Before reading this article, we recommend having a basic working knowledge of logging with kubernetes. Check out our previous article, Kubernetes in a nutshell, for a brief introduction.
If the goal of using Kubernetes is to automate management of your production infrastructure, then centralized logging is almost certainly a part of that goal. Because containers managed by Kubernetes are constantly created and destroyed, and each container is an isolated environment in itself, setting up centralized logging on your own can be a challenge. Fortunately, Kubernetes offers an integration script for the free, open-source standard for modern centralized logging: the Elasticsearch stack (ELK). But beware, Elasticsearch and Kibana may be free, but running ELK on Kubernetes is far from cheap.
As outlined by this Kubernetes docs article on Elasticsearch logging, the initial setup required for an Elasticsearch Kubernetes integration is actually fairly trivial. You set an environment variable, run a script, and boom you're up and running.However, this is where the fun stops.The way the Elasticsearch Kubernetes integration works is by running per-node Fluentd collection pods that send log data to Elasticsearch pods, which can then be viewed by accessing the Kibana pods. In theory, this works just fine, however, in practice, Elasticsearch requires significant effort to scale and maintain.
Since Elasticsearch is written in Java, it runs inside of a Java Virtual Machine (JVM), which has notoriously high resource overhead, even with properly configured garbage collection (GC). Not everyone is a JVM tuning expert. Instead of being several services distributed across multiple pods, Elasticsearch is one giant service inside of a single pod. Scaling individual containers with large resource requirements seems to defeat much of the purpose of using Kubernetes, since it is likely that Elasticsearch pods may eat up all of a given node's resources.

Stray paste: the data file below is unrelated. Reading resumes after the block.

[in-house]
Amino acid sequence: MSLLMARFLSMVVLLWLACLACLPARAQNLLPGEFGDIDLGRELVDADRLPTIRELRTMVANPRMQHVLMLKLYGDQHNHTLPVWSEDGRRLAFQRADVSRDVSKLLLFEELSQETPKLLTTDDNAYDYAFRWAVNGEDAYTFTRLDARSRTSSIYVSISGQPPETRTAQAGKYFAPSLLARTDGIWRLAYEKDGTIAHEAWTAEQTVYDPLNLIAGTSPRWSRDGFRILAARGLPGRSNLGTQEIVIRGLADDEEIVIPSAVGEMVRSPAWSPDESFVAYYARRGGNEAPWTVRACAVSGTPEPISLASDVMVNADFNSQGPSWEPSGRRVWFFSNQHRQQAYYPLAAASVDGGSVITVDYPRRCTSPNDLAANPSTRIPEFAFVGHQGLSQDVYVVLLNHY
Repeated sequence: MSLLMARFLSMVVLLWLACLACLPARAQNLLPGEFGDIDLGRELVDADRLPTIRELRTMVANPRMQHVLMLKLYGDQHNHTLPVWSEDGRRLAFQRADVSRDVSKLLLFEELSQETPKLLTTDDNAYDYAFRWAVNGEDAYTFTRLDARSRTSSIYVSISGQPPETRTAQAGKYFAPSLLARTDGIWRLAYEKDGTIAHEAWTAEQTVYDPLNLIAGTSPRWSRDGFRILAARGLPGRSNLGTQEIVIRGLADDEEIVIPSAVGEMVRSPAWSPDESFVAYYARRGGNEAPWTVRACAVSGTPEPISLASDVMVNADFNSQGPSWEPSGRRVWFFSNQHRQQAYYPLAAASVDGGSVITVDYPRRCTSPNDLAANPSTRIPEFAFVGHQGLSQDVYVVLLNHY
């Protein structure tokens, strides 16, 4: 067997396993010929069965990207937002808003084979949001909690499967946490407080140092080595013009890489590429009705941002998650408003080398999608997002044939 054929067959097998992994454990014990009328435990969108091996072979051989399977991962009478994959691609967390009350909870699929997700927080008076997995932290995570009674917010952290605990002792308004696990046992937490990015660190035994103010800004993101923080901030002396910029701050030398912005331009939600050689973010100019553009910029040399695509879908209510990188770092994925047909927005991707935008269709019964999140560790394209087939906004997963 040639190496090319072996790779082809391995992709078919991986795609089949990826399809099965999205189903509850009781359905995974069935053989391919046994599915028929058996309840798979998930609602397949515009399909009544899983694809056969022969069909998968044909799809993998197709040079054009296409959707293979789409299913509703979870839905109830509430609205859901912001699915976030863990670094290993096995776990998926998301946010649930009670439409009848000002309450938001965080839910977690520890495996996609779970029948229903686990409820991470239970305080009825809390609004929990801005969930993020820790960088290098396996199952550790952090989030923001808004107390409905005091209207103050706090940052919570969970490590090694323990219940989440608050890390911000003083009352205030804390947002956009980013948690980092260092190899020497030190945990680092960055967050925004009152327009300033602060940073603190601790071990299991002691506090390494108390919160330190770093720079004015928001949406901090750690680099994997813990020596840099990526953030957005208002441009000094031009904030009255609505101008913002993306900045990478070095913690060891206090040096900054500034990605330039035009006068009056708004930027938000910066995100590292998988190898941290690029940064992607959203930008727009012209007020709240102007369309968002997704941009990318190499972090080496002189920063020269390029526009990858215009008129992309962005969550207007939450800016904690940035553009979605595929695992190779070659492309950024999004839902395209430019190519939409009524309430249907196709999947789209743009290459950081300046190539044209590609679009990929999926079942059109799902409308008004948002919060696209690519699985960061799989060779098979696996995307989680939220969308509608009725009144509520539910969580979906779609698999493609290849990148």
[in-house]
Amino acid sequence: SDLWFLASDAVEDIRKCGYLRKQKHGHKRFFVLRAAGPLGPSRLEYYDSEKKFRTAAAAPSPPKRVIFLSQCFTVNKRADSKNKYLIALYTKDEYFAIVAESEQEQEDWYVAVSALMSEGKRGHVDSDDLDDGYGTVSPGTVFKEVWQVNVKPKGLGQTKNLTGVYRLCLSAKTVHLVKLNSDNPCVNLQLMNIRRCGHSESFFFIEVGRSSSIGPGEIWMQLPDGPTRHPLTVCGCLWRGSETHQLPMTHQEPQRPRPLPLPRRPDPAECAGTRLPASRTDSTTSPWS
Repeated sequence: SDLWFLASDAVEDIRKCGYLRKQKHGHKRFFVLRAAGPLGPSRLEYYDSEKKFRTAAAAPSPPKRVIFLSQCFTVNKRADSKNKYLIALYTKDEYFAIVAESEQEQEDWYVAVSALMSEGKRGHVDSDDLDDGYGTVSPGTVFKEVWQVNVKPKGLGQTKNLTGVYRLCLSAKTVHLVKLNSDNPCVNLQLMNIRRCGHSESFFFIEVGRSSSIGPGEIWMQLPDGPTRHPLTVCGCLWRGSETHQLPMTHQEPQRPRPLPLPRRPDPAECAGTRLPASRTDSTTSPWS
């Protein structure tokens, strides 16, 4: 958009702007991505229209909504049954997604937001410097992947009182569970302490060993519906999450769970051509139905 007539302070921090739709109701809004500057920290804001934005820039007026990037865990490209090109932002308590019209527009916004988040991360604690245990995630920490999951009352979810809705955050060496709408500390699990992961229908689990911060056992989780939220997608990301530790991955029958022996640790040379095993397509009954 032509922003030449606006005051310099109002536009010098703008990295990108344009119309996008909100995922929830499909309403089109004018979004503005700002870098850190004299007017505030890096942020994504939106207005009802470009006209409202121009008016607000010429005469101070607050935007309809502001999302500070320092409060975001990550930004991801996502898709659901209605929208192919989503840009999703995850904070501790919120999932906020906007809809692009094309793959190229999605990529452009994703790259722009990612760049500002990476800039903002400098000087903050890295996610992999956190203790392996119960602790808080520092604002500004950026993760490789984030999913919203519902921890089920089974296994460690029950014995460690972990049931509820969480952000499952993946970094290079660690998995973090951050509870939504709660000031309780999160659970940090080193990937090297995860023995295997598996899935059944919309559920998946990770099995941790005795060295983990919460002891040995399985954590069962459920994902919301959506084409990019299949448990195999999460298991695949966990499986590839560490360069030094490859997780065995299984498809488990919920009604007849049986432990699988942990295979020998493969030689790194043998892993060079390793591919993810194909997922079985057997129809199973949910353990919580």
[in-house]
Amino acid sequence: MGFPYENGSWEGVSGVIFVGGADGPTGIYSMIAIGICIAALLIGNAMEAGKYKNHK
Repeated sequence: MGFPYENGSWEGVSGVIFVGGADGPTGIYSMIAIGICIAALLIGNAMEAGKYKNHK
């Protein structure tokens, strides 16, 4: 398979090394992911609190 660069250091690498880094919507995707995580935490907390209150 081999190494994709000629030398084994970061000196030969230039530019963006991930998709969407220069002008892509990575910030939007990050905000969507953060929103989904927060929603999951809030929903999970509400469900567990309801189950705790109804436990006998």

Elasticsearch's architecture requires multiple Elasticsearch masters and multiple Elasticsearch data nodes, just to be able to start accepting logs at any scale beyond deployment testing. Each of these masters and nodes all run inside a JVM and consume significant resources as a whole. If you are logging at a reasonably high volume, this overhead is inefficient inside a containerized environment and logging at high volume, in general, introduces a whole other set of issues. Ask any of our customers who've switched to us from running their own ELK.
While we ourselves are often tantalized by the possibility of using a fire-and-forget open-source solution to solve a specific problem, properly maintaining an Elasticsearch cluster is no easy feat. Even so, we encourage you to learn more about Elasticsearch and what it has to offer, since it is, without a doubt, a very useful piece of software. However, like all software it has its nuances and pitfalls, and is therefore important to understand how they may affect your use case.Depending on your logging volume, you may want to configure your Elasticsearch cluster differently to optimize for a particular use case. Too many indices, shards, or documents all can result in different crippling and costly performance issues. On top of this, you'll need to constantly monitor Elasticsearch resource usage within your Kubernetes cluster so your other production pods don’t die because Elasticsearch decides to hog all available memory and disk resources.At some point, you have to ask yourself, is all this effort worthwhile?
As big believers in Kubernetes, we spent a good amount of time researching and optimizing our integration. In the end, we were able to get it down to a copy-pastable set of two kubectl commands:kubectl create secret generic logdna-agent-key --from-literal=logdna-agent-key=<your-api-key-here></your-api-key-here>
kubectl create -f https://raw.githubusercontent.com/logdna/logdna-agent/master/logdna-agent-ds.yamlThis is all it takes to send your Kubernetes logs to LogDNA. No manual setting of environment variables, no editing of configuration files, no maintaining servers or fiddling with Elasticsearch knobs, just copy and paste. Once executed, you will be able to view your logs inside the LogDNA web app. And we extract all pertinent Kubernetes metadata such as pod name, container name, namespace, container id, etc. No Fluentd parsing pods required (or any other dependencies, for that matter).Easy installation is not unique to our Kubernetes integration. In fact, we strive to provide concise and convenient instructions for all of our integrations. But don't just take our word for it, you can check out all of our integrations. We also support a multitude of useful features, including alerts, JSON field search, archiving, line-by-line contextual information.All for $1.50/GB per month. We’re huge believers in pay for what you use. In many cases, we're cheaper than running your own Elasticsearch cluster on Kubernetes.For those of you not yet using LogDNA, we hope our value proposition is convincing enough to at least check out our fully featured, free 2-week trial.If you don't have a LogDNA account, you can create one on https://logdna.com or if you're on macOS w/homebrew installed:brew cask install logdna-cli
# now paste the api key into the kubectl commands above Thanks for reading! We look forward to hearing your feedback.